Niagara Falls is one of the top tourist destinations in both the USA and Canada. It is situated at the border of the USA and Canada. We have gathered a complete set of Niagara Falls Facts that will help you in learning all about Niagara Falls. You are going to learn about its location, the number of waterfalls, its map, description, why it is famous, its tourism, visiting hours, its height, depth, water source, history, importance and many other Interesting Facts About Niagara Falls.
The Niagara Falls Facts
What Is The Niagara Falls- Niagara Falls Introduction
- The Niagara falls is a group of three waterfalls on the Niagara River in the northeastern region of North America.
- The waterfalls are located on the southern end of the Niagara Gorge (canyon carved by the Niagara River), extending between the American state of New York and the Canadian province of Ontario.
- Unlike most of the tall waterfalls in the world, an enormous amount of water flows over Niagara Falls, which makes it more impressive.
- The waterfalls are one of the most famous tourist attractions of the North American continent.
How Many Waterfalls Are In Niagara Falls?
There are three waterfalls in Niagara Falls. These are:
- Horseshoe Falls or Canadian Falls
- The American Falls
- The Bridal Veil Falls
Where Is The Niagara Falls Located – Niagara Falls Location
- Niagara Falls is located in the North American continent.
- It spans between the border of Canada and the United States.
- Its exact location is 17 miles (27 km) northwest of Buffalo city (New York) and 75 miles (121 km) south southeast of the Canadian capital city, Toronto.
Is Niagara Falls In Canada Or The USA?
- Niagara Falls is a group of three waterfalls that are located at the border region between Canada and the USA.
- The largest waterfall, the Horseshoe Falls, lies in Canada while the other two small falls (the American Falls and the Bridal Veil Falls) lie in the USA.
Niagara Falls Map Of Canada
Niagara Falls Description
- Niagara Falls is a group of three waterfalls in the Niagara River.
- It is located at the international border between the USA and Canada.
- Goat Island separates the large Horseshoe Falls and the small Bridal Veil Falls. While Luna Island separates the Bridal Veil Falls from the American Falls.
- The height of Niagara Falls is about 187 feet (57 meters). The American Falls is between 69 and 98 feet (21 and 30 meters) high due to the presence of large boulder stones at its base. Its total vertical drop from the top of the falls to the river is up to 188 feet (57 meters). The total height of the Bridal Veil Falls is up to 181 feet (55 meters).
- The width of the large Horseshoe Falls is up to 2,590 feet (790 meters), of the American Falls, is up to 1,050 feet (320 meters), and of the Bridal Veil Falls is only 56 feet (17 meters).
- The combined flow rate of Niagara Falls is 168,000 m³ (six million cubic feet) per minute during peak daytime tourist hours.
What Is Niagara Falls Known For
- Niagara Falls is known for being:
- A geological wonder
- The most powerful waterfalls in the North American Continent with the highest flow rate
- A spectacular site
How Tall Is The Niagara Falls – Niagara Falls Height – Niagara Falls Height In Feet
The heights of Niagara Falls are shown in the following table:
|Height (meters and Feet)
|The Horseshoe Falls or Canadian Falls
|51 m (167 feet) (from the top of the falls to the river)
|The American Falls
|21 to 34 m (70 to 110 feet) (from top to rock pile)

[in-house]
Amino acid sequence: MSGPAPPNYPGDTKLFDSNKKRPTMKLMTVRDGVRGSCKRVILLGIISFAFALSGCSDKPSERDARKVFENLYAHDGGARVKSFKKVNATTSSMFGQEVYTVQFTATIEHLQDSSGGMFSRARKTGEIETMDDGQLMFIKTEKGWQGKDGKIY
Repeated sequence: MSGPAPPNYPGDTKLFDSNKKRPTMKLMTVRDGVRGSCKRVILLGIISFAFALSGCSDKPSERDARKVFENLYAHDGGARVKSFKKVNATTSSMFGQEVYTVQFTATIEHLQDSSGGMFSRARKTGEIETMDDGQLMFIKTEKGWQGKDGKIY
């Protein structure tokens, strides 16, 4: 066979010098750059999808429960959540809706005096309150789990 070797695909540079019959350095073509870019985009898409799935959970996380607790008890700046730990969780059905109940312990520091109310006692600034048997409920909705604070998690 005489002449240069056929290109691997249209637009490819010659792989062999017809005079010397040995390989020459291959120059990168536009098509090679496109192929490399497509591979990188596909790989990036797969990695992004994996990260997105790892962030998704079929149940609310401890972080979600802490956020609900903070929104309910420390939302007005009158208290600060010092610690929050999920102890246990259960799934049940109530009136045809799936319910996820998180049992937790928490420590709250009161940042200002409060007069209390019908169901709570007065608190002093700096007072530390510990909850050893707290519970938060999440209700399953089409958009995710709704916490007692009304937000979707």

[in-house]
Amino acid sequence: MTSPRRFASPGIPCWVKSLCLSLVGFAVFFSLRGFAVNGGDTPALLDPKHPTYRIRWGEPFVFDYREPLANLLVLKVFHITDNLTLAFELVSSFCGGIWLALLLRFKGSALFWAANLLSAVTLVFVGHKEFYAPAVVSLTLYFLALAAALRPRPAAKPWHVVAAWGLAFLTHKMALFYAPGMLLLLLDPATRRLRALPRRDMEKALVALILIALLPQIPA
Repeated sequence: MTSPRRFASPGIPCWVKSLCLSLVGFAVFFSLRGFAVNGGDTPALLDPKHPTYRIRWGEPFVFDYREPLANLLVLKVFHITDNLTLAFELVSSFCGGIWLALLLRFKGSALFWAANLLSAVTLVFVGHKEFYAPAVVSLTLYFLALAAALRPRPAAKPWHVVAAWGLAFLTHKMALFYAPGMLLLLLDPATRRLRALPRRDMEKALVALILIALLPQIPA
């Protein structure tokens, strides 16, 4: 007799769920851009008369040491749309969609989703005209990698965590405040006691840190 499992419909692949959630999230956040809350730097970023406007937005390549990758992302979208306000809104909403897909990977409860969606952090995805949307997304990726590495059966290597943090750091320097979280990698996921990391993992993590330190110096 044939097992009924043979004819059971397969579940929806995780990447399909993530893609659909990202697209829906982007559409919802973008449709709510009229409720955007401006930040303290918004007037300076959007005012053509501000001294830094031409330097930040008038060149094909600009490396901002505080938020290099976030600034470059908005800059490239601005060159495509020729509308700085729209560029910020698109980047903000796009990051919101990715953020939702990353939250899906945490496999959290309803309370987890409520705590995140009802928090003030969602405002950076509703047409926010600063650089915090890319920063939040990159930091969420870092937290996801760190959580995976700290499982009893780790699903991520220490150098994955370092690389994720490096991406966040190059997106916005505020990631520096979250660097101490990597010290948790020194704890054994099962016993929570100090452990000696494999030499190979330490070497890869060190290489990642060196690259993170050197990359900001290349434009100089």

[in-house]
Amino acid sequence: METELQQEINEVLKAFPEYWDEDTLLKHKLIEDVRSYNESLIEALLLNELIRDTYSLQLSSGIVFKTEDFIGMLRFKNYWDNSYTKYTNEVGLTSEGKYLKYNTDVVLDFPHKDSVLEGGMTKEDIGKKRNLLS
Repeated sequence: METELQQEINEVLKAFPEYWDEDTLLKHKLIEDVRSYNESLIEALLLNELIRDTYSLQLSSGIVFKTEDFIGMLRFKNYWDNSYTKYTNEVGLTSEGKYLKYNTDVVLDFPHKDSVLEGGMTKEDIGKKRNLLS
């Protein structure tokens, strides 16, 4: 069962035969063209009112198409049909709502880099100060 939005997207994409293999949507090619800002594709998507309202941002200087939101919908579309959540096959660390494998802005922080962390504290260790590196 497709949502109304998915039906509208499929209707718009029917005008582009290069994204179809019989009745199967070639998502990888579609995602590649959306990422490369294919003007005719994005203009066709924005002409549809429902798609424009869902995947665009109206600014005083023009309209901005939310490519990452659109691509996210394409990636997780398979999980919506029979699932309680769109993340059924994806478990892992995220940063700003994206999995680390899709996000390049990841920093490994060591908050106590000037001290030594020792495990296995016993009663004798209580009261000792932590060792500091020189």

57 m (188 feet) from top to the river
|The Bridal Veil Falls
|24 m (78 feet) (from the top of the fall to the top of the rock pile)
55 m (181 feet) (from the top of the fall to the river)
How Deep Is The Niagara Falls – Niagara Falls Depth
- Below Niagara Falls, the depth of the water is 170 feet.
- This depth is around equal to the height of the Niagara Gorge banks.
Where Niagara Falls Water Come From
- The water flowing over Niagara Falls comes from four of the Great Lakes, which are the Superior, Michigan, Huron, and Erie.
- After passing over Niagara Falls, the water flows down the Niagara River and makes its way to Lake Ontario.
- From Lake Ontario, the water then flows to the St. Lawrence River from where it finally flows to the Atlantic Ocean.
How Old Is The Niagara Falls
- Irving H. Tesmer and Jerold C. Bastedo describe in their book (Colossal Cataract: The Geologic History Of Niagara Falls) that the features that became Niagara Falls were formed around 10,000 years ago.
- According to another source, the formation of Niagara Falls started more than 12,000 years ago at the end of the Ice Age.
The History Of Niagara Falls – Niagara Falls History
- Around 10,000 years ago, the Wisconsin Glacial Episode (the glacial period of North America that is considered as the most recent) created the features that later become the Niagara Falls.
- When the ice sheets retreated northward, it left behind a huge quantity of melted water. The melted water accumulated in the basins that were carved by the glaciers and so the Great Lakes we know today has been created.
- The melting of ice caused the draining of the upper Great Lakes into the Niagara River, which followed the naturally altered topography over the Niagara Escarpment.
- The river eventually carved a gorge or canyon through the north-facing cliff.
- The interactions of the three major rock formations caused uneven erosion of the rocky bed.
- The erosion of the upper hard stone layer (caprock formation) was slow as compared to the underlying materials.
- Just beneath the caprock lies the softer and weaker sloping Rochester Formation, which is mainly composed of shale with some thin layers of limestone.
- The third formation is the Queenston Formation that is submerged in the river and is composed of shale and sandstone.
- The river ultimately eroded the soft layers that held up the hard layers causing the undercutting of the hard caprock, which broke into great pieces.
- Countless repetitions of this process ultimately carved out the falls.
- Around 10,900 years ago, the location of Niagara Falls was between the present-day Lewiston (New York) and Queenston (Ontario). However, the falls retreated about 10.9 km (6.8 miles) toward the South due to the erosion of the crest.